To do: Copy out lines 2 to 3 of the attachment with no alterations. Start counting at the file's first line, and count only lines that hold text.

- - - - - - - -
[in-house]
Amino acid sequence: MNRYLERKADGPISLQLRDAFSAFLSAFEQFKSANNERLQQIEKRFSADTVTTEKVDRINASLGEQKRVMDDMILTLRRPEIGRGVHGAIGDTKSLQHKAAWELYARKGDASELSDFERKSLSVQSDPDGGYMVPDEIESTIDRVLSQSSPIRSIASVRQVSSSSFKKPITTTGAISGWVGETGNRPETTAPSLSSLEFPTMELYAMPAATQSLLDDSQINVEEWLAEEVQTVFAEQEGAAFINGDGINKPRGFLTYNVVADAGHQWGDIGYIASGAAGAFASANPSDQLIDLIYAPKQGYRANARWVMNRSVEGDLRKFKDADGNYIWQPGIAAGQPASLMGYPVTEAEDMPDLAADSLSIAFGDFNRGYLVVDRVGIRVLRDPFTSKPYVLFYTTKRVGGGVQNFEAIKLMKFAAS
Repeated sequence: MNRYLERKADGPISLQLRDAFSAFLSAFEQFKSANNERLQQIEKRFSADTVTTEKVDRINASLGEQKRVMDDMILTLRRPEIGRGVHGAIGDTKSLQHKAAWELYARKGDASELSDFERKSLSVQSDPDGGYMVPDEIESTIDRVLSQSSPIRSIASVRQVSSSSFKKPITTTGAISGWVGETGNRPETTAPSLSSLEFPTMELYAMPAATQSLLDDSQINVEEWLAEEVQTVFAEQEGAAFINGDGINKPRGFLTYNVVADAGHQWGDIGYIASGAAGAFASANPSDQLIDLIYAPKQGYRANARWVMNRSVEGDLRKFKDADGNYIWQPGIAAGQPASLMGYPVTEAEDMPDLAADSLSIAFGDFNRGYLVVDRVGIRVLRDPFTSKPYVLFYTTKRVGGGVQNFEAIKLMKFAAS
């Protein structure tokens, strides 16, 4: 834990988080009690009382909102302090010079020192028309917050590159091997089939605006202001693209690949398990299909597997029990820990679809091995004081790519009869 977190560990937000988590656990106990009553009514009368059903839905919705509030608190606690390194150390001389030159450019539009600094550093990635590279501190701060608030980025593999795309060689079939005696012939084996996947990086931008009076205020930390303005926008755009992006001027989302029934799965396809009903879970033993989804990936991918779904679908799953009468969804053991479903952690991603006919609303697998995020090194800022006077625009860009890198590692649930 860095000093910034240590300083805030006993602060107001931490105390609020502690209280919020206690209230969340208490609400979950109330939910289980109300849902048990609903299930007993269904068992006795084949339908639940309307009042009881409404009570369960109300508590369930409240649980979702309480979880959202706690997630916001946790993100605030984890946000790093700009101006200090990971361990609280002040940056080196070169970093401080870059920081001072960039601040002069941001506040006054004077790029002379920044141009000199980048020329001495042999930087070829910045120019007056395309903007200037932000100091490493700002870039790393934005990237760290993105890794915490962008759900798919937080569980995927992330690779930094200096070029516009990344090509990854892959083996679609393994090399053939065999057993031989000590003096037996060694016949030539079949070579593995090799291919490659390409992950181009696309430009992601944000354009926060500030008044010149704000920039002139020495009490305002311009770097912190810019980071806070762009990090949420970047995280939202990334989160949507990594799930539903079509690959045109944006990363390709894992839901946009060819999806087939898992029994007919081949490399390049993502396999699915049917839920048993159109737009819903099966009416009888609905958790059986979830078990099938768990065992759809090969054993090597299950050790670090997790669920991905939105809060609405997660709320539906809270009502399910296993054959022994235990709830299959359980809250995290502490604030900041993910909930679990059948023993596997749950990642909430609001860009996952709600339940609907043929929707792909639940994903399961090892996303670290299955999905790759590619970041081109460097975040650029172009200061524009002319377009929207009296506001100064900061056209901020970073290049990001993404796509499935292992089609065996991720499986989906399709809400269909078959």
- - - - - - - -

Amino acid sequence: MNRYLERKADGPISLQLRDAFSAFLSAFEQFKSANNERLQQIEKRFSADTVTTEKVDRINASLGEQKRVMDDMILTLRRPEIGRGVHGAIGDTKSLQHKAAWELYARKGDASELSDFERKSLSVQSDPDGGYMVPDEIESTIDRVLSQSSPIRSIASVRQVSSSSFKKPITTTGAISGWVGETGNRPETTAPSLSSLEFPTMELYAMPAATQSLLDDSQINVEEWLAEEVQTVFAEQEGAAFINGDGINKPRGFLTYNVVADAGHQWGDIGYIASGAAGAFASANPSDQLIDLIYAPKQGYRANARWVMNRSVEGDLRKFKDADGNYIWQPGIAAGQPASLMGYPVTEAEDMPDLAADSLSIAFGDFNRGYLVVDRVGIRVLRDPFTSKPYVLFYTTKRVGGGVQNFEAIKLMKFAAS
Repeated sequence: MNRYLERKADGPISLQLRDAFSAFLSAFEQFKSANNERLQQIEKRFSADTVTTEKVDRINASLGEQKRVMDDMILTLRRPEIGRGVHGAIGDTKSLQHKAAWELYARKGDASELSDFERKSLSVQSDPDGGYMVPDEIESTIDRVLSQSSPIRSIASVRQVSSSSFKKPITTTGAISGWVGETGNRPETTAPSLSSLEFPTMELYAMPAATQSLLDDSQINVEEWLAEEVQTVFAEQEGAAFINGDGINKPRGFLTYNVVADAGHQWGDIGYIASGAAGAFASANPSDQLIDLIYAPKQGYRANARWVMNRSVEGDLRKFKDADGNYIWQPGIAAGQPASLMGYPVTEAEDMPDLAADSLSIAFGDFNRGYLVVDRVGIRVLRDPFTSKPYVLFYTTKRVGGGVQNFEAIKLMKFAAS